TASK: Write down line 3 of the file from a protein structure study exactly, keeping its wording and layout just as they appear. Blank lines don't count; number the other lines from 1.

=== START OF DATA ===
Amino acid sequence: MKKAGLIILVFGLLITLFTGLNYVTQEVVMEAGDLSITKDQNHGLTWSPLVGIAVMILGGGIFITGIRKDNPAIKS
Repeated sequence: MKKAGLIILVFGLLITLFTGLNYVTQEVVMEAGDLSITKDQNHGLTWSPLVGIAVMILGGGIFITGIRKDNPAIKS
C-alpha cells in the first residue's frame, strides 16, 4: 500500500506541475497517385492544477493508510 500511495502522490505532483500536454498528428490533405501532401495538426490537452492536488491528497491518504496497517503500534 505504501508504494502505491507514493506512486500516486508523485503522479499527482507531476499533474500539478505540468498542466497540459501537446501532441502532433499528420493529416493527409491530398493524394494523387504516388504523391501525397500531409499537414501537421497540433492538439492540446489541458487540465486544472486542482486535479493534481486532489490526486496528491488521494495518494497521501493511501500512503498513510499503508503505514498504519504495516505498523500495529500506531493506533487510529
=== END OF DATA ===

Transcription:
C-alpha cells in the first residue's frame, strides 16, 4: 500500500506541475497517385492544477493508510 500511495502522490505532483500536454498528428490533405501532401495538426490537452492536488491528497491518504496497517503500534 505504501508504494502505491507514493506512486500516486508523485503522479499527482507531476499533474500539478505540468498542466497540459501537446501532441502532433499528420493529416493527409491530398493524394494523387504516388504523391501525397500531409499537414501537421497540433492538439492540446489541458487540465486544472486542482486535479493534481486532489490526486496528491488521494495518494497521501493511501500512503498513510499503508503505514498504519504495516505498523500495529500506531493506533487510529